You step out of the car and immediately want to fall over like a bunch of crumpled tin foil -- thankful just to be out of a moving vehicle.
But imagine stepping out of that same car after a day-long drive and then stepping directly onto the hardwood floor of a basketball court -- to play some hoops with a group of players who had simply been hanging out and chilling all day.
And to add a bit of extra pressure into the mix -- the way you play in this game may determine if you get a college scholarship or not.
For former Couch High standout Cody Roberts, the above scenario was apparently not much harder than getting up at the crack of dawn to toss hay bales or fix fence on the family farm before heading off to school.
After traveling from Oregon County, Mo., to Oskaloosa, Ia., on a recruiting visit, Roberts exited his car and then proceeded to show some of the players at William Penn University that playing a pick-up game after driving almost 440 miles was not such a big deal.
"For sitting in a car for eight hours and then getting out and going into a situation where you don't know anybody or anything about -- he played his rear-end off," said William Penn assistant coach Joe McKinstry. "He made some great baskets and really played hard as heck. That was impressive. To jump out of a car after an eight-hour drive and then play the way he did, that says a lot about the determination and the desire that he has."
That determination and desire also resulted in a scholarship to William Penn for Roberts, with the one visit being enough to convince him he had found a new home.
"On that trip up there, I got to know the coaches and the players," Roberts said. "I really liked the environment and really enjoyed being up there. It's a great place."
"His family is awesome and are great to deal with and be around," McKinstry said. "And that -- combined with his grades and his personality -- just seemed like a good fit for us. We're excited about the possibilities."
Roberts signed a letter of intent to play for the Statesmen July 23 in a ceremony inside the Couch High School Gymnasium.
The very same Couch High School Gymnasium where, over the course of the last two years, Roberts and his teammates rolled up their sleeves and went to work at getting Indian basketball back on track after a long spell of less-than-stellar seasons.
"The culture in our program, when I got here two years ago, was not near as good as it is right now. And Cody and the guys on the team the last few years are part of turning things around," said second-year Indian Head Coach Allen Woods. "Cody's junior season we went 13-13 and tied for the conference championship. That was the first non-losing season here since 1992. Last year, we went 17-11, and won the Koshkonong Tournament. That was the first winning season here since 1980. So, our culture has gone from one of disappointment to one of expecting to win. It takes an incredible group of kids with a great mindset and work ethic to be able to change that culture."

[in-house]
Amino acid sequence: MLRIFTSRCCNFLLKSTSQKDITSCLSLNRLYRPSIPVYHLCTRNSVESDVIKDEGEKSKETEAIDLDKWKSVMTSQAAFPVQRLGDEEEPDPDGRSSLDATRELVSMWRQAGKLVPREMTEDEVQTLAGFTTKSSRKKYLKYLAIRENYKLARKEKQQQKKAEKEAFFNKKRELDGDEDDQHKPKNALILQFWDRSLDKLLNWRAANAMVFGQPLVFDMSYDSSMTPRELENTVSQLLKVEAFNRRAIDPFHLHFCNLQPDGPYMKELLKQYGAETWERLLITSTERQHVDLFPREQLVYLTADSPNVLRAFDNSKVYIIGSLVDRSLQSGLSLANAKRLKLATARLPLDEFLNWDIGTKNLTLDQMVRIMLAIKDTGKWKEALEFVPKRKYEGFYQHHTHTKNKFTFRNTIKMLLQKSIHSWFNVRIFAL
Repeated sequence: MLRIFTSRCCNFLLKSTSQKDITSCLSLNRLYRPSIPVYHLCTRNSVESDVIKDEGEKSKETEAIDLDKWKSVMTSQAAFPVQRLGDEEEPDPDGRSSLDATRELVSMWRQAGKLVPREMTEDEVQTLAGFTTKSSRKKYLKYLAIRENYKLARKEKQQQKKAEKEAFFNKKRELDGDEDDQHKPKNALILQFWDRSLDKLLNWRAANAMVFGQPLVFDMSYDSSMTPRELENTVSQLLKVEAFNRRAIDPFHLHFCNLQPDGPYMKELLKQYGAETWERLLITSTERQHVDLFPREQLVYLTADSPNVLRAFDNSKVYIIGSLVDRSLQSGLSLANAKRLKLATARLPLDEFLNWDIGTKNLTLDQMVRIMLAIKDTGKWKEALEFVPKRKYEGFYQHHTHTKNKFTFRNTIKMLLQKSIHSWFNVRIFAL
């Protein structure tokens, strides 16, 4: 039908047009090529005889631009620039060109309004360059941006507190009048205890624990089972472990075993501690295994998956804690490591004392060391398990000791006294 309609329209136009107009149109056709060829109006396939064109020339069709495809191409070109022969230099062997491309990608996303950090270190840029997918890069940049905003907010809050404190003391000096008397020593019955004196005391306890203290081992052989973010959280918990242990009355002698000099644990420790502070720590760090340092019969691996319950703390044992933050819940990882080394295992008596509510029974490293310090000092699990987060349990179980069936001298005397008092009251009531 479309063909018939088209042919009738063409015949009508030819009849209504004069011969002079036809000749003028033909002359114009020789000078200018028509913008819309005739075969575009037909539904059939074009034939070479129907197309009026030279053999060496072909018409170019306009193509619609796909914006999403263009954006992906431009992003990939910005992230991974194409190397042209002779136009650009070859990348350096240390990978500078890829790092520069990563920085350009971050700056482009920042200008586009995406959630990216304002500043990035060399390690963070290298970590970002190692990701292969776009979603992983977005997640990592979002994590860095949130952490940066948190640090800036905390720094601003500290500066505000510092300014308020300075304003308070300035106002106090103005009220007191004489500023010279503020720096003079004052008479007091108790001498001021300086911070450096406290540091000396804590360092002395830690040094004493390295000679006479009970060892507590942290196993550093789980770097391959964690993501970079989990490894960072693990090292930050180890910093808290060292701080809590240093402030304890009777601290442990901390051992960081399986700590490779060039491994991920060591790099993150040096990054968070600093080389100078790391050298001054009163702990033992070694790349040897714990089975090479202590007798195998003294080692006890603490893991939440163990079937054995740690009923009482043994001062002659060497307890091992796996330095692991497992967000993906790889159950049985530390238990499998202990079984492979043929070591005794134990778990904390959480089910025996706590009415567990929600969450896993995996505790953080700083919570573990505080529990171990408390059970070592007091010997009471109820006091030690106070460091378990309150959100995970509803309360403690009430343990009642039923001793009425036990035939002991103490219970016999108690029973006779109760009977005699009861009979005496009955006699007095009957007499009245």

And such change does not come overnight, nor does it come without a ton of sweat and hard work.
"Cody told me when I got here (as head coach of the Indians) that he wanted to play college basketball," Woods said. "And I bet you that four out of the five days during the school year, we came in here to the gym every morning and worked on shooting and ball handling. And it takes dedication to do that every morning. Nowadays, it's easier for a kid to go somewhere and get a job and work than it is for him to come in the gym and work. Working at a job can be easier than coming in here and running and sweating and doing some of the things it takes to improve your game."
According to Woods, that same tenacity should serve Roberts well as a member of the William Penn University basketball squad.
"His work ethic is so good," he said. "They'll (WPU coaching staff) tell him what they want out of him and he'll work toward that goal and I think he'll do just fine. He's really worked on his shooting and his senior year he was a much better shooter than he was his junior year. But his biggest attribute is the fact that he just plays so hard. And a lot of that comes from the upbringing of his family and what they expect. It's a work ethic that's developed over time."
Roberts averaged 14 points, 7.1 rebounds and 2.8 assists per game during his senior year at Couch.
Although William Penn University is not exactly next door to Oregon County, the players and coaching staff have gotten familiar with one spot in the Show-Me state the past few years -- Point Lookout (Branson) -- home of the NAIA Division II National Tournament.
"We've had a lot of success the last four or five years. The year before last we went 28-6 and the year before that 25-9, and both years were capped by trips to the national tournament in Branson," said McKinstry. "And last year we went 22-10 but missed the tournament. And 22-10 is great, but we're trying to get back to the tournament, back to where we were a couple of years ago. It's not any fun missing that trip to Branson when March rolls around."